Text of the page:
Elevated CD14++CD16− Monocytes Predict Cardiovascular Events

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Elevated CD14++CD16− Monocytes Predict Cardiovascular Events

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Publication Article, peer reviewed scientific
Title Elevated CD14++CD16− Monocytes Predict Cardiovascular Events
Author(s) Berg, Katarina E. ; Ljungcrantz, Irena ; Andersson, Linda ; Bryngelsson, Carl ; Hedblad, Bo ; Nordin Fredrikson, Gunilla ; Nilsson, Jan ; Björkbacka, Harry
Date 2012
English abstract
Background—Although monocytes in peripheral blood are no longer considered to be a homogeneous population, associations between distinct monocyte subsets and cardiovascular disease have not been highlighted in large epidemiological studies. Methods and Results—The study included 700 randomly selected subjects from the cardiovascular arm of the Malmö Diet and Cancer study. Among these, 123 subjects experienced ischemic cardiovascular events during the follow-up until December 2008. Mononuclear leukocytes frozen at the baseline investigation in 1991 to 1994 were thawed and analyzed with flow cytometry to enumerate monocyte subsets, based on CD14 and CD16 expression. The percentage and number of classical CD14++CD16− monocytes were increased in the cardiovascular-event group compared with the event-free subjects (median, 69% [interquartile range, 62% to 76%] versus 67% [59% to 72%], P=0.017; 344 [251 to 419] cells/μL versus 297 [212 to 384] cells/μL, P=0.003). The hazard ratio was 1.66 for suffering a cardiovascular event in the highest tertile of the number of CD14++CD16− monocytes compared with the lowest tertile, even after adjustment for common risk factors (HR, 1.66; 95% CI: 1.02 to 2.72). CD14++CD16− monocytes did not, however, associate with the extent of atherosclerosis at baseline. In contrast, the percentage of monocytes expressing CD16 was negatively associated to the extent of carotid atherosclerosis measured as intima-media thickness at baseline. The chemokine receptors CCR2, CX3CR1, and CCR5 were not differentially expressed between cases and controls on any of the monocyte subsets, but CCR5 expression on CD14+CD16++ monocytes was negatively associated to carotid intima-media thickness. Conclusions—This study shows that classical CD14++CD16− monocytes can predict future cardiovascular risk independently of other risk factors in a randomly selected population.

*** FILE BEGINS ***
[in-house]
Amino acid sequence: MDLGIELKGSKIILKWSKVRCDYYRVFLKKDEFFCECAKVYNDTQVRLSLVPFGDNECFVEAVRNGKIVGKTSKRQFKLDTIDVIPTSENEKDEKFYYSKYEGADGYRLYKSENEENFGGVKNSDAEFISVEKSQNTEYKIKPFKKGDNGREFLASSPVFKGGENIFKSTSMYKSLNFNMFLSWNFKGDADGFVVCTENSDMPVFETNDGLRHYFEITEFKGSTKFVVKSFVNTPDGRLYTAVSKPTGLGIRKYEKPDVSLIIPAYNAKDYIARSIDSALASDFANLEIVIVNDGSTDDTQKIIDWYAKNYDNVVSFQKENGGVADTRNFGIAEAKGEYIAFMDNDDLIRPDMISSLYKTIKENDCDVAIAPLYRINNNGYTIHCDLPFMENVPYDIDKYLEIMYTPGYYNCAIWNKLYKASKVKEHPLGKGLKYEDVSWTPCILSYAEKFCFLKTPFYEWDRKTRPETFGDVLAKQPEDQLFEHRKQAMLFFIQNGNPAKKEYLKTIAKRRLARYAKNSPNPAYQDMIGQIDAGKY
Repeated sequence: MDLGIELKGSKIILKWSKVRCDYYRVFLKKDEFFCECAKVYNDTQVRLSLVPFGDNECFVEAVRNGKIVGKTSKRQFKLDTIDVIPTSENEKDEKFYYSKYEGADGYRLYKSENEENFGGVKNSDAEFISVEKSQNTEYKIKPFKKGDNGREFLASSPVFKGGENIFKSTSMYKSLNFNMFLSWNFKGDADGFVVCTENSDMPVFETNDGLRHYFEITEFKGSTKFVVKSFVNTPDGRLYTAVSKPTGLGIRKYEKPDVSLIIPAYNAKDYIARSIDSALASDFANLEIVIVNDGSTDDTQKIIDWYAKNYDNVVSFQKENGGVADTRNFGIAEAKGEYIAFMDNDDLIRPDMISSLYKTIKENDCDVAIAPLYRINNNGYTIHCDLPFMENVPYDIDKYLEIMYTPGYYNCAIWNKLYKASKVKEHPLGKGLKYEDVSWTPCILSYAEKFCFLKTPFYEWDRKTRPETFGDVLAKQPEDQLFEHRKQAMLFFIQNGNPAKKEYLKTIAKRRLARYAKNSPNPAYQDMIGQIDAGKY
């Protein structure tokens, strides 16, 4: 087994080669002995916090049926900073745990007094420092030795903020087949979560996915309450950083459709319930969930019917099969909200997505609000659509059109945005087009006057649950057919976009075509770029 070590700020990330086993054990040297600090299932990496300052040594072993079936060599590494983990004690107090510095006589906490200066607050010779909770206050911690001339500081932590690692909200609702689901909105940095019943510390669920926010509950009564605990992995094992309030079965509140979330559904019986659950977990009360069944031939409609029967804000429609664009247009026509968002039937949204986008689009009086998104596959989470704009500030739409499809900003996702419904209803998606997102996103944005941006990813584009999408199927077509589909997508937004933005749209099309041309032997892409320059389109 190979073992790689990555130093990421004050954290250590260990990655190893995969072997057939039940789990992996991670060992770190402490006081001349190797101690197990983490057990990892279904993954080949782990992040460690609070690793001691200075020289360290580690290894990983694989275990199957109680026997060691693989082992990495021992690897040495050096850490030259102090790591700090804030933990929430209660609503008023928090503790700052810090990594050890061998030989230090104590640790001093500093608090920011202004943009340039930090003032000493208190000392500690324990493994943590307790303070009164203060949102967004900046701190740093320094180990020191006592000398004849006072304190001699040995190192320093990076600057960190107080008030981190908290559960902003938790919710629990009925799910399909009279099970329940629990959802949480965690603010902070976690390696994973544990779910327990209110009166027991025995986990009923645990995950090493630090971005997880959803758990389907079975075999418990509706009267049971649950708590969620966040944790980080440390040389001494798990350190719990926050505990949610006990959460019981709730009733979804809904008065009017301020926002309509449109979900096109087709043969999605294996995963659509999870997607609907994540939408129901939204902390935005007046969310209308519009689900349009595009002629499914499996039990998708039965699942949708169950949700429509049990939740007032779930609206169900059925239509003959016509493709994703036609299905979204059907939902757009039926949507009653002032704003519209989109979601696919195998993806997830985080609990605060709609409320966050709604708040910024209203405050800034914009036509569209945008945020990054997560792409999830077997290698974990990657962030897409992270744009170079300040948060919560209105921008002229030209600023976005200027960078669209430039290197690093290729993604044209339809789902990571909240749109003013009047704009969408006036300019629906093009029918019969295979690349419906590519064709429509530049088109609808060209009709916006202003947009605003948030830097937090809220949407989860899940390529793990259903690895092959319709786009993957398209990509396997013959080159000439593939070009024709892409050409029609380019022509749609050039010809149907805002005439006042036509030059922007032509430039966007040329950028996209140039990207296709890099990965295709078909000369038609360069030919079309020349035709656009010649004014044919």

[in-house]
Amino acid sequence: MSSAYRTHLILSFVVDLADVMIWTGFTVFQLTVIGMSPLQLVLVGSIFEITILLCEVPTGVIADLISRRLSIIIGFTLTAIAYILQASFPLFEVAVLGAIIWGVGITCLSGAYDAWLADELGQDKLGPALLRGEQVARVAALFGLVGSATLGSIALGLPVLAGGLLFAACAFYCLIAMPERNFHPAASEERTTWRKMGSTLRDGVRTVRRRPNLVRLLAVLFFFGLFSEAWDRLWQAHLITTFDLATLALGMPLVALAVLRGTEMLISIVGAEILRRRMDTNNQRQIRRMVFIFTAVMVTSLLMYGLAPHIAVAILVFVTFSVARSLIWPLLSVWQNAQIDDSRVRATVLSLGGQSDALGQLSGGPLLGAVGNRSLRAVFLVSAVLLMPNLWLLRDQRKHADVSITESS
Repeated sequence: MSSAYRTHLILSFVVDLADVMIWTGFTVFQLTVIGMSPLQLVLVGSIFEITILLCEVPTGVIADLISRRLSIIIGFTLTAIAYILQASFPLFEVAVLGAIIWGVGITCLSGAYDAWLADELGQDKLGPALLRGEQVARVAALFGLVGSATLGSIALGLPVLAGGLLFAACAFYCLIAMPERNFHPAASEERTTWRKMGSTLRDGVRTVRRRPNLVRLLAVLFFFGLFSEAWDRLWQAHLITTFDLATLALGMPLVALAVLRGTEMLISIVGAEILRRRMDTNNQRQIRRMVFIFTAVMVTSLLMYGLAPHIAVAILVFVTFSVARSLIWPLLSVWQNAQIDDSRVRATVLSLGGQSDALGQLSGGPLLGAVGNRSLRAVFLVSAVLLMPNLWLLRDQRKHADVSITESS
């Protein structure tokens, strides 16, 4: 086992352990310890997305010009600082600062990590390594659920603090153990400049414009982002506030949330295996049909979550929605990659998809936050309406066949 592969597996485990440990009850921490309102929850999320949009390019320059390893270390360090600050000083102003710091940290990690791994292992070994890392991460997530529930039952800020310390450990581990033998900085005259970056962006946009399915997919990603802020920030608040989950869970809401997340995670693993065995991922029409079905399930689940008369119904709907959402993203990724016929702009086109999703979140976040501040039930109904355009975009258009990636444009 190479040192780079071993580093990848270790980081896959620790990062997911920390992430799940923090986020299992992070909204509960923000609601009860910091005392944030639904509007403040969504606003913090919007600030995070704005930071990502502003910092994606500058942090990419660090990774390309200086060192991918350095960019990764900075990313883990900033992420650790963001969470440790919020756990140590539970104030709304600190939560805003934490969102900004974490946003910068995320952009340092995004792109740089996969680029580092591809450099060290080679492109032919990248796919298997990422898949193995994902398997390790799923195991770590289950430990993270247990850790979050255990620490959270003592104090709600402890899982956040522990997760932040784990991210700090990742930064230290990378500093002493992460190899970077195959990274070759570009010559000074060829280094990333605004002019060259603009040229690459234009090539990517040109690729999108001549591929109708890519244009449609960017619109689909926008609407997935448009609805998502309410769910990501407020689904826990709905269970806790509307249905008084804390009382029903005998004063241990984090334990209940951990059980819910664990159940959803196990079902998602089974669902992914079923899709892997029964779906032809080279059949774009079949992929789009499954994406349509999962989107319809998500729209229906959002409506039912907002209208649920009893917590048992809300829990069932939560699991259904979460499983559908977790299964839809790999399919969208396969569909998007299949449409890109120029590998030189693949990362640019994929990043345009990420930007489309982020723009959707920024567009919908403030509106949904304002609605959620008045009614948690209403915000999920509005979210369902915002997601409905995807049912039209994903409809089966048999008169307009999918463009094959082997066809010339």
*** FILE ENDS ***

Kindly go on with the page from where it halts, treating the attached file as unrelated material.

DOI http://dx.doi.org/10.1161/CIRCGENETICS.111.960385 (link to publisher's fulltext)
Publisher Lippincott
Host/Issue Circulation: Cardiovascular Genetics;1
Volume 5
ISSN 1942-325X
Pages 122-131
Language eng (iso)
Subject(s) monocytes
cardiovascular disease
myocardial infarction
ischemic stroke
Research Subject Categories::MEDICINE
Handle http://hdl.handle.net/2043/15971 (link to this page)

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